Now, what are some positive sleep associations that we can include in a bedtime routine that won't be something we have to worry about removing later?


White Noise. I hear many people associate white noise with a negative association. But technically we all have a "white noise" that we sleep too. Have you ever been a city dweller and go to a cottage and the silence of enviornment around you is unnerving and makes it difficult to sleep? The city noises, cars, the hum of a city, is your white noise. I personally, sleep with a fan on, partly to make the room cooler (I need a cool temp to sleep but don't want to freeze my children out) but also the sound helps me fall asleep and stay asleep.


Having a baby get comfortable with falling asleep to an ambient white noise, will allow you make baby comfortable falling asleep in a different space, if you are on vacation or staying with relatives over holidays and baby has to nap in a strange environment.


NOTE: Try to use an actual white noise machine, they even have quite small ones that are extremely portable, instead of an app on your phone. The white noise would, in essence, run all night and I don't know about you, but I can't be away from my phone for that long, and what if someone calls or texts? Will that wake baby up? That's not a theory I want to test, if I've managed to get my baby to sleep.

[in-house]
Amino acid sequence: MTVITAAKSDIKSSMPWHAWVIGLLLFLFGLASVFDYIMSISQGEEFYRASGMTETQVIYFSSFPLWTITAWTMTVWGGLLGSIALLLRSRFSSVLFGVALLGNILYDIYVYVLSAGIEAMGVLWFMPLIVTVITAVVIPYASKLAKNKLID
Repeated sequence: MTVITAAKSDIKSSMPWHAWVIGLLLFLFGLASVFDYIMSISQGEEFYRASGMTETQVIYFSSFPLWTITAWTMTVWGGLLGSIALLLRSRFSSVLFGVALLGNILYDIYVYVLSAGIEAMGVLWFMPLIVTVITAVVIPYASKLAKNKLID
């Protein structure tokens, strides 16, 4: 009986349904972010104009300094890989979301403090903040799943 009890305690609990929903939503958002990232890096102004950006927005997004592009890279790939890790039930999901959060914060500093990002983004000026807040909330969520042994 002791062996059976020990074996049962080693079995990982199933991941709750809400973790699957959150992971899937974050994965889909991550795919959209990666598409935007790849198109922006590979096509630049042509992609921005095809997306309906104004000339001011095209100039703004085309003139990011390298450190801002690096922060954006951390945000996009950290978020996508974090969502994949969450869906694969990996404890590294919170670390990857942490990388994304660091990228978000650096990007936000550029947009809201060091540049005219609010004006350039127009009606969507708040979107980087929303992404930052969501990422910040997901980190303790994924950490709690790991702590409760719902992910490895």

newborn sleep

Pacifiers. Some baby's use sucking as a comfort measure, and if you are moving away from over night feeds, the pacifier can help satisfy that urge to suck. Especially if baby has been using pacifiers before that, I would't be concerned. For my kids, we when they got bigger, we made a deal that the paci was only for sleep time and they wouldn't be allowed to leave the house with it. They eventually, before school began, let it go. I promise they won't be in college with a pacifier. And if they are, there may be something else going on with them.